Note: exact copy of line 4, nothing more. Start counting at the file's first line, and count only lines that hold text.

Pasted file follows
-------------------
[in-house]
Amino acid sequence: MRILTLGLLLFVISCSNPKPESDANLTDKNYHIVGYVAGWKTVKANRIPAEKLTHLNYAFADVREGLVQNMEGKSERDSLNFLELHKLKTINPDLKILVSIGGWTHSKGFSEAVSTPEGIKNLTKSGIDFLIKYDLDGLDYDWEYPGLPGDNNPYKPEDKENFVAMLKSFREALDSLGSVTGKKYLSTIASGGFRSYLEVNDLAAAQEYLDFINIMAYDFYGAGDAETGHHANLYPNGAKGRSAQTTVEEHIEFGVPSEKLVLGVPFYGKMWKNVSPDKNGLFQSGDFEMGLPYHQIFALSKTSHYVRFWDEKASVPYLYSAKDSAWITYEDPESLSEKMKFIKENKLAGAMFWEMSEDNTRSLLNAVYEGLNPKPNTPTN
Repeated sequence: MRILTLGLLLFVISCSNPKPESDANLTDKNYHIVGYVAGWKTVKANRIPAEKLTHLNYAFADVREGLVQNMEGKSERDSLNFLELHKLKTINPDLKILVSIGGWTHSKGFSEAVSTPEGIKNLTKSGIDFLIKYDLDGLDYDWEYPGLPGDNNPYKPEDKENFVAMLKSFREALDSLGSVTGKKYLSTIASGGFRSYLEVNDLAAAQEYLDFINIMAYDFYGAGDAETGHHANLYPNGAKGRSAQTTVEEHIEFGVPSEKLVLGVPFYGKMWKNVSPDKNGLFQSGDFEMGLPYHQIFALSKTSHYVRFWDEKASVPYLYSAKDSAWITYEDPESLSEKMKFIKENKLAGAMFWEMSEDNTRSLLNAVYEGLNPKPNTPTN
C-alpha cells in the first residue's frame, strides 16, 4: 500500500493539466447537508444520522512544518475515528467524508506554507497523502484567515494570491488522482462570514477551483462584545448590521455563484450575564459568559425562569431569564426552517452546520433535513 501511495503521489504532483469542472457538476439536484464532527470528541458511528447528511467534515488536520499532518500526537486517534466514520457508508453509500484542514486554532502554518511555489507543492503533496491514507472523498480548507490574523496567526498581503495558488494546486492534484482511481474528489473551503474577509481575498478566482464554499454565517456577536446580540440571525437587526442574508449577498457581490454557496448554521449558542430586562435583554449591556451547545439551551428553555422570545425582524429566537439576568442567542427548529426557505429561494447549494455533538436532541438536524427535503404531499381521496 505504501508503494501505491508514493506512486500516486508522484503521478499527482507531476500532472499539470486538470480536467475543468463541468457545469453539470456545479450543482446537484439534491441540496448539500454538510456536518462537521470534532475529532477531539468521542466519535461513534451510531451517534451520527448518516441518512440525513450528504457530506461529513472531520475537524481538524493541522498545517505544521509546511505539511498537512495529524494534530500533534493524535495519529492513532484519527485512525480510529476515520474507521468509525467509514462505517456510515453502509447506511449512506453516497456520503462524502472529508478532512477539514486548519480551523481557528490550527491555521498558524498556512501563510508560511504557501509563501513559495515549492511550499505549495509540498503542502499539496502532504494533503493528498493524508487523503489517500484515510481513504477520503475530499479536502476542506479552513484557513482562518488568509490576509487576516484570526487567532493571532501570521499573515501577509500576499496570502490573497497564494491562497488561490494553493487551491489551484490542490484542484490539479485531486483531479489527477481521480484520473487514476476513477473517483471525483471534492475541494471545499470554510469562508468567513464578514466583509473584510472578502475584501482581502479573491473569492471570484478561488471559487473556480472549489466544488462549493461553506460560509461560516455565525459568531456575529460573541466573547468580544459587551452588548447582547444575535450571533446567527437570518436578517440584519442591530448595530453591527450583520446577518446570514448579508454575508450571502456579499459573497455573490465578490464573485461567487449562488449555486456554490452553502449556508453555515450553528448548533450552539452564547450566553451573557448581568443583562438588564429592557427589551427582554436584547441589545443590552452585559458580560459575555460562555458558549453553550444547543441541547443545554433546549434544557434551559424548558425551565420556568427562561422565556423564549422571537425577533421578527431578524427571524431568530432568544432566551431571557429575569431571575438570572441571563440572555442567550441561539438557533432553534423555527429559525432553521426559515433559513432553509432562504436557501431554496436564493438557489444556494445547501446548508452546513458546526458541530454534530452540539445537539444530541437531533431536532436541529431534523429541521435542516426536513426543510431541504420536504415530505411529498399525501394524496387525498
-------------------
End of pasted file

C-alpha cells in the first residue's frame, strides 16, 4: 500500500493539466447537508444520522512544518475515528467524508506554507497523502484567515494570491488522482462570514477551483462584545448590521455563484450575564459568559425562569431569564426552517452546520433535513 501511495503521489504532483469542472457538476439536484464532527470528541458511528447528511467534515488536520499532518500526537486517534466514520457508508453509500484542514486554532502554518511555489507543492503533496491514507472523498480548507490574523496567526498581503495558488494546486492534484482511481474528489473551503474577509481575498478566482464554499454565517456577536446580540440571525437587526442574508449577498457581490454557496448554521449558542430586562435583554449591556451547545439551551428553555422570545425582524429566537439576568442567542427548529426557505429561494447549494455533538436532541438536524427535503404531499381521496 505504501508503494501505491508514493506512486500516486508522484503521478499527482507531476500532472499539470486538470480536467475543468463541468457545469453539470456545479450543482446537484439534491441540496448539500454538510456536518462537521470534532475529532477531539468521542466519535461513534451510531451517534451520527448518516441518512440525513450528504457530506461529513472531520475537524481538524493541522498545517505544521509546511505539511498537512495529524494534530500533534493524535495519529492513532484519527485512525480510529476515520474507521468509525467509514462505517456510515453502509447506511449512506453516497456520503462524502472529508478532512477539514486548519480551523481557528490550527491555521498558524498556512501563510508560511504557501509563501513559495515549492511550499505549495509540498503542502499539496502532504494533503493528498493524508487523503489517500484515510481513504477520503475530499479536502476542506479552513484557513482562518488568509490576509487576516484570526487567532493571532501570521499573515501577509500576499496570502490573497497564494491562497488561490494553493487551491489551484490542490484542484490539479485531486483531479489527477481521480484520473487514476476513477473517483471525483471534492475541494471545499470554510469562508468567513464578514466583509473584510472578502475584501482581502479573491473569492471570484478561488471559487473556480472549489466544488462549493461553506460560509461560516455565525459568531456575529460573541466573547468580544459587551452588548447582547444575535450571533446567527437570518436578517440584519442591530448595530453591527450583520446577518446570514448579508454575508450571502456579499459573497455573490465578490464573485461567487449562488449555486456554490452553502449556508453555515450553528448548533450552539452564547450566553451573557448581568443583562438588564429592557427589551427582554436584547441589545443590552452585559458580560459575555460562555458558549453553550444547543441541547443545554433546549434544557434551559424548558425551565420556568427562561422565556423564549422571537425577533421578527431578524427571524431568530432568544432566551431571557429575569431571575438570572441571563440572555442567550441561539438557533432553534423555527429559525432553521426559515433559513432553509432562504436557501431554496436564493438557489444556494445547501446548508452546513458546526458541530454534530452540539445537539444530541437531533431536532436541529431534523429541521435542516426536513426543510431541504420536504415530505411529498399525501394524496387525498